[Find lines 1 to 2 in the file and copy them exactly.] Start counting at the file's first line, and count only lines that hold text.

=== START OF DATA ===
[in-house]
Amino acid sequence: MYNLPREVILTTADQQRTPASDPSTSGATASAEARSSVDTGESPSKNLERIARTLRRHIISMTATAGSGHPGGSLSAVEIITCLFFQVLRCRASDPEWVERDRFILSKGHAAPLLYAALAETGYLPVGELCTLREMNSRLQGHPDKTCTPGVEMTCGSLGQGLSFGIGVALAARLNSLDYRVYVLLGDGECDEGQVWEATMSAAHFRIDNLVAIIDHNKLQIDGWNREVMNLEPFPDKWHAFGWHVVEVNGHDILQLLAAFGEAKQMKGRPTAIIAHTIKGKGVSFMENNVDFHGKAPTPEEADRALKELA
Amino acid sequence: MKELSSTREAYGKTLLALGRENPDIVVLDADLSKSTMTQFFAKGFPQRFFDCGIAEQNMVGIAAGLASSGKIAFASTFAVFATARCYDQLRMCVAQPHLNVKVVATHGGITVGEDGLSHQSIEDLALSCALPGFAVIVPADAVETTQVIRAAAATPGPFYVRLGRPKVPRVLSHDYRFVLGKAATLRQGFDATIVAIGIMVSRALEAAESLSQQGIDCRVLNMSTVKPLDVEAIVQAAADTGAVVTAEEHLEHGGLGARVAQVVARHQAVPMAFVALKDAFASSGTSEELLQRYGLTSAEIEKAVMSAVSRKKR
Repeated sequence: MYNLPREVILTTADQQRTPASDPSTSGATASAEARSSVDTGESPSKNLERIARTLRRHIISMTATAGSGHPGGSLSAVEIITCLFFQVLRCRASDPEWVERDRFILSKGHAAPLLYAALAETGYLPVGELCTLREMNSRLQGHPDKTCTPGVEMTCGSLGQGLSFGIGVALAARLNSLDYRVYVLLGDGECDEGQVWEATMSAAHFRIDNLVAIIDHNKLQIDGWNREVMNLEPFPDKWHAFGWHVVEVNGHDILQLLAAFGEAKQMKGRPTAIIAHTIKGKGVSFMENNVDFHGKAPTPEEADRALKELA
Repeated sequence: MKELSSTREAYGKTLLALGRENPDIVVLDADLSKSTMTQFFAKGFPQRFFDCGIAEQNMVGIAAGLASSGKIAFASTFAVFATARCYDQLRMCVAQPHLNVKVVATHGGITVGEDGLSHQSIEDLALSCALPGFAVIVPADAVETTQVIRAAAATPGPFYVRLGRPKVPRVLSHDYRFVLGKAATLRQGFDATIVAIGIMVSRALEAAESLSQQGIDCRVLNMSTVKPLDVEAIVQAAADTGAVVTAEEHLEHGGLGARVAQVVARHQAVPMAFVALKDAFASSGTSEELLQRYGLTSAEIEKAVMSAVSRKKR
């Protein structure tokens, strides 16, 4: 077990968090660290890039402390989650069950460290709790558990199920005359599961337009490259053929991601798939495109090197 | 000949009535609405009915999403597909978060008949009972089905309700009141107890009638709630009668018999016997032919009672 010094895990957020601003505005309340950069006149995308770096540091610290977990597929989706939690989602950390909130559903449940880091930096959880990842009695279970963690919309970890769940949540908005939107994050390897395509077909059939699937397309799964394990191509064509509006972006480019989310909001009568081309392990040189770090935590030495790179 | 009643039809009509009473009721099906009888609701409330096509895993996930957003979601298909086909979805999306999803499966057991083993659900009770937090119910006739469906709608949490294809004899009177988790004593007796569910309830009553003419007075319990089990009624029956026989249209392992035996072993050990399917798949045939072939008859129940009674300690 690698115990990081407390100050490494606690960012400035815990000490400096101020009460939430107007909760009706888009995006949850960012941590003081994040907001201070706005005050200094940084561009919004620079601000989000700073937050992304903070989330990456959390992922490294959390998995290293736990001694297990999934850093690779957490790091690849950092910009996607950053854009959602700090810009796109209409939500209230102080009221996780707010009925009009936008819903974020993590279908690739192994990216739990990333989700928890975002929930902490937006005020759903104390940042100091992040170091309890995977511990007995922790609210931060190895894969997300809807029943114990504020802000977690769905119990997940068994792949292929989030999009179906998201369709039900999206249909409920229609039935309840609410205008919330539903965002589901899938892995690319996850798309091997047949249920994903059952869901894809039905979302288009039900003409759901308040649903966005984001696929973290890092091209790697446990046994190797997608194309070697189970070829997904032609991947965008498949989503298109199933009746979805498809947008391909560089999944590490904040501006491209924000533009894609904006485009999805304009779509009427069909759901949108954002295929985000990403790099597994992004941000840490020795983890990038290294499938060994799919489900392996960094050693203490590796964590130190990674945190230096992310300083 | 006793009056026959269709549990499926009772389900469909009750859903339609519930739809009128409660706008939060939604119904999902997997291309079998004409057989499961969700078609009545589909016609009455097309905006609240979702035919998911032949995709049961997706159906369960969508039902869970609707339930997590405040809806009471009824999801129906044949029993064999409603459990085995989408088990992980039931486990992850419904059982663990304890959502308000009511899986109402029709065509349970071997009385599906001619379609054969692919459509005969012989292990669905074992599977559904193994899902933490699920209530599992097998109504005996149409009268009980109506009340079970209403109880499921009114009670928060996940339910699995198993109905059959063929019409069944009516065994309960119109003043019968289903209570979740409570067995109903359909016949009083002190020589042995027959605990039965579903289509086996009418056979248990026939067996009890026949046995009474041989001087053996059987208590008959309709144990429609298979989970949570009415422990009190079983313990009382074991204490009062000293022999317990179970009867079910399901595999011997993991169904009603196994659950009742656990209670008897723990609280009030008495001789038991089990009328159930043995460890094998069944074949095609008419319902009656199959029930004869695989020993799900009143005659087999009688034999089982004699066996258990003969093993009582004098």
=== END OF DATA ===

[in-house]
Amino acid sequence: MYNLPREVILTTADQQRTPASDPSTSGATASAEARSSVDTGESPSKNLERIARTLRRHIISMTATAGSGHPGGSLSAVEIITCLFFQVLRCRASDPEWVERDRFILSKGHAAPLLYAALAETGYLPVGELCTLREMNSRLQGHPDKTCTPGVEMTCGSLGQGLSFGIGVALAARLNSLDYRVYVLLGDGECDEGQVWEATMSAAHFRIDNLVAIIDHNKLQIDGWNREVMNLEPFPDKWHAFGWHVVEVNGHDILQLLAAFGEAKQMKGRPTAIIAHTIKGKGVSFMENNVDFHGKAPTPEEADRALKELA